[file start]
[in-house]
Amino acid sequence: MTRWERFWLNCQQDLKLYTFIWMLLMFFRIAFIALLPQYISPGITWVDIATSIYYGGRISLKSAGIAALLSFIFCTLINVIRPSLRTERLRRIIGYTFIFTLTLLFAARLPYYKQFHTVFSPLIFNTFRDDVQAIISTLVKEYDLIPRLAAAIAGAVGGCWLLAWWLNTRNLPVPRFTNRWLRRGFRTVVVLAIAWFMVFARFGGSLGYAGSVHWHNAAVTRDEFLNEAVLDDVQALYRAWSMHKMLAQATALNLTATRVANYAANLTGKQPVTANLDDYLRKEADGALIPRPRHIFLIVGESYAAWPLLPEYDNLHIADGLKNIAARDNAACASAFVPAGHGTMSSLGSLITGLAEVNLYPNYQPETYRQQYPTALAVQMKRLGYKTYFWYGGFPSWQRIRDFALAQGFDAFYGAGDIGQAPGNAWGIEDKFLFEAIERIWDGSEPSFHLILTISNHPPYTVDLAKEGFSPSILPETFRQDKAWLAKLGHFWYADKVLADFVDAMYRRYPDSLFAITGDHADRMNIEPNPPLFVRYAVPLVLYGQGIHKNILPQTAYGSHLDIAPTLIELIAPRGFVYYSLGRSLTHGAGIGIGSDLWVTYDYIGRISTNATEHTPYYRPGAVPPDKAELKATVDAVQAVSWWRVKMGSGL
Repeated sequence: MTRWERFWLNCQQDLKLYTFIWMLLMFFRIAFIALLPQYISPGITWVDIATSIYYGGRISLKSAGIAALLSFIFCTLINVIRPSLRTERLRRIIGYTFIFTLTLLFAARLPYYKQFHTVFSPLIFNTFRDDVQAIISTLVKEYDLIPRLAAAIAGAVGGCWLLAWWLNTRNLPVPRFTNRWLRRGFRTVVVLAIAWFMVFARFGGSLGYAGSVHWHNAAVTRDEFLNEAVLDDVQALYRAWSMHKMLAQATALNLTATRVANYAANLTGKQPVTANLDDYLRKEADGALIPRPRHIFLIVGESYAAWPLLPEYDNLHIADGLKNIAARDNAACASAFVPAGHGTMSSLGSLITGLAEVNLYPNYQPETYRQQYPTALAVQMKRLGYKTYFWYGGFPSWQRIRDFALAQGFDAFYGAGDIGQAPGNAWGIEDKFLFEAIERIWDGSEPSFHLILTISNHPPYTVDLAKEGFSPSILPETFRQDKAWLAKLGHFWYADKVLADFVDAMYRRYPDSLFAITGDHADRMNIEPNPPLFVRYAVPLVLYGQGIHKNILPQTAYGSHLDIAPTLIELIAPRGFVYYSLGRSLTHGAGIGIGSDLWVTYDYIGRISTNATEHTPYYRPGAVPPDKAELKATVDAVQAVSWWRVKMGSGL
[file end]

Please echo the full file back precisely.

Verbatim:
[in-house]
Amino acid sequence: MTRWERFWLNCQQDLKLYTFIWMLLMFFRIAFIALLPQYISPGITWVDIATSIYYGGRISLKSAGIAALLSFIFCTLINVIRPSLRTERLRRIIGYTFIFTLTLLFAARLPYYKQFHTVFSPLIFNTFRDDVQAIISTLVKEYDLIPRLAAAIAGAVGGCWLLAWWLNTRNLPVPRFTNRWLRRGFRTVVVLAIAWFMVFARFGGSLGYAGSVHWHNAAVTRDEFLNEAVLDDVQALYRAWSMHKMLAQATALNLTATRVANYAANLTGKQPVTANLDDYLRKEADGALIPRPRHIFLIVGESYAAWPLLPEYDNLHIADGLKNIAARDNAACASAFVPAGHGTMSSLGSLITGLAEVNLYPNYQPETYRQQYPTALAVQMKRLGYKTYFWYGGFPSWQRIRDFALAQGFDAFYGAGDIGQAPGNAWGIEDKFLFEAIERIWDGSEPSFHLILTISNHPPYTVDLAKEGFSPSILPETFRQDKAWLAKLGHFWYADKVLADFVDAMYRRYPDSLFAITGDHADRMNIEPNPPLFVRYAVPLVLYGQGIHKNILPQTAYGSHLDIAPTLIELIAPRGFVYYSLGRSLTHGAGIGIGSDLWVTYDYIGRISTNATEHTPYYRPGAVPPDKAELKATVDAVQAVSWWRVKMGSGL
Repeated sequence: MTRWERFWLNCQQDLKLYTFIWMLLMFFRIAFIALLPQYISPGITWVDIATSIYYGGRISLKSAGIAALLSFIFCTLINVIRPSLRTERLRRIIGYTFIFTLTLLFAARLPYYKQFHTVFSPLIFNTFRDDVQAIISTLVKEYDLIPRLAAAIAGAVGGCWLLAWWLNTRNLPVPRFTNRWLRRGFRTVVVLAIAWFMVFARFGGSLGYAGSVHWHNAAVTRDEFLNEAVLDDVQALYRAWSMHKMLAQATALNLTATRVANYAANLTGKQPVTANLDDYLRKEADGALIPRPRHIFLIVGESYAAWPLLPEYDNLHIADGLKNIAARDNAACASAFVPAGHGTMSSLGSLITGLAEVNLYPNYQPETYRQQYPTALAVQMKRLGYKTYFWYGGFPSWQRIRDFALAQGFDAFYGAGDIGQAPGNAWGIEDKFLFEAIERIWDGSEPSFHLILTISNHPPYTVDLAKEGFSPSILPETFRQDKAWLAKLGHFWYADKVLADFVDAMYRRYPDSLFAITGDHADRMNIEPNPPLFVRYAVPLVLYGQGIHKNILPQTAYGSHLDIAPTLIELIAPRGFVYYSLGRSLTHGAGIGIGSDLWVTYDYIGRISTNATEHTPYYRPGAVPPDKAELKATVDAVQAVSWWRVKMGSGL